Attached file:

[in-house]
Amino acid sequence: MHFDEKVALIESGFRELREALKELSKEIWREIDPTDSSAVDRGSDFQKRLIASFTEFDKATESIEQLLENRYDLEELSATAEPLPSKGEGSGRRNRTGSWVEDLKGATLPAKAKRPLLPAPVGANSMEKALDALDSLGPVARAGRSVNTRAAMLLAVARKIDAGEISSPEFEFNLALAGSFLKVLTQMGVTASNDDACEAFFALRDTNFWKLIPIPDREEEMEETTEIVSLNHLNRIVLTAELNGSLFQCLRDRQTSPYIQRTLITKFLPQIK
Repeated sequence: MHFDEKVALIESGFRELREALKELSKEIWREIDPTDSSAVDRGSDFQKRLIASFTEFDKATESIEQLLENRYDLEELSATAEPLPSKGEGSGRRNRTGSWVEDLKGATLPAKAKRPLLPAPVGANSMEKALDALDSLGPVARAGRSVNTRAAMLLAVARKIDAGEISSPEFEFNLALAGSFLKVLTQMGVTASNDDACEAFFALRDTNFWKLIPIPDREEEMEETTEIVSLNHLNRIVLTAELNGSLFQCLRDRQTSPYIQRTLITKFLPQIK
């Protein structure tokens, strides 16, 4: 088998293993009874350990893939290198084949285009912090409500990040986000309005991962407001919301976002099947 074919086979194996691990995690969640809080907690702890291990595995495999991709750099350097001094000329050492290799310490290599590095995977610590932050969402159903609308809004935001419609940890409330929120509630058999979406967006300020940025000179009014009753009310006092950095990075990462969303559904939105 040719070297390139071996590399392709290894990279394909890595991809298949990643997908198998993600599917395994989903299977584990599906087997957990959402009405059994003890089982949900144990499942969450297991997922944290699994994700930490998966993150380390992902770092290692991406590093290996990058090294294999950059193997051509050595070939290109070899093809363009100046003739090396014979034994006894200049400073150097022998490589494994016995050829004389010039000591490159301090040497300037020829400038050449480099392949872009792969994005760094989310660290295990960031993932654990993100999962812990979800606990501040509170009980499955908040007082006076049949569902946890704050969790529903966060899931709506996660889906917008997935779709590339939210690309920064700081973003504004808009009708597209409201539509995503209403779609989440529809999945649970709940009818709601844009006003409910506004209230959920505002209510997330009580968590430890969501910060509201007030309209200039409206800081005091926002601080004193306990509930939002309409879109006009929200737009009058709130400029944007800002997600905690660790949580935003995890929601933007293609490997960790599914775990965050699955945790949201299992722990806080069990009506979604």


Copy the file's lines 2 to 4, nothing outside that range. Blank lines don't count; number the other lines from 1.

Amino acid sequence: MHFDEKVALIESGFRELREALKELSKEIWREIDPTDSSAVDRGSDFQKRLIASFTEFDKATESIEQLLENRYDLEELSATAEPLPSKGEGSGRRNRTGSWVEDLKGATLPAKAKRPLLPAPVGANSMEKALDALDSLGPVARAGRSVNTRAAMLLAVARKIDAGEISSPEFEFNLALAGSFLKVLTQMGVTASNDDACEAFFALRDTNFWKLIPIPDREEEMEETTEIVSLNHLNRIVLTAELNGSLFQCLRDRQTSPYIQRTLITKFLPQIK
Repeated sequence: MHFDEKVALIESGFRELREALKELSKEIWREIDPTDSSAVDRGSDFQKRLIASFTEFDKATESIEQLLENRYDLEELSATAEPLPSKGEGSGRRNRTGSWVEDLKGATLPAKAKRPLLPAPVGANSMEKALDALDSLGPVARAGRSVNTRAAMLLAVARKIDAGEISSPEFEFNLALAGSFLKVLTQMGVTASNDDACEAFFALRDTNFWKLIPIPDREEEMEETTEIVSLNHLNRIVLTAELNGSLFQCLRDRQTSPYIQRTLITKFLPQIK
């Protein structure tokens, strides 16, 4: 088998293993009874350990893939290198084949285009912090409500990040986000309005991962407001919301976002099947 074919086979194996691990995690969640809080907690702890291990595995495999991709750099350097001094000329050492290799310490290599590095995977610590932050969402159903609308809004935001419609940890409330929120509630058999979406967006300020940025000179009014009753009310006092950095990075990462969303559904939105 040719070297390139071996590399392709290894990279394909890595991809298949990643997908198998993600599917395994989903299977584990599906087997957990959402009405059994003890089982949900144990499942969450297991997922944290699994994700930490998966993150380390992902770092290692991406590093290996990058090294294999950059193997051509050595070939290109070899093809363009100046003739090396014979034994006894200049400073150097022998490589494994016995050829004389010039000591490159301090040497300037020829400038050449480099392949872009792969994005760094989310660290295990960031993932654990993100999962812990979800606990501040509170009980499955908040007082006076049949569902946890704050969790529903966060899931709506996660889906917008997935779709590339939210690309920064700081973003504004808009009708597209409201539509995503209403779609989440529809999945649970709940009818709601844009006003409910506004209230959920505002209510997330009580968590430890969501910060509201007030309209200039409206800081005091926002601080004193306990509930939002309409879109006009929200737009009058709130400029944007800002997600905690660790949580935003995890929601933007293609490997960790599914775990965050699955945790949201299992722990806080069990009506979604």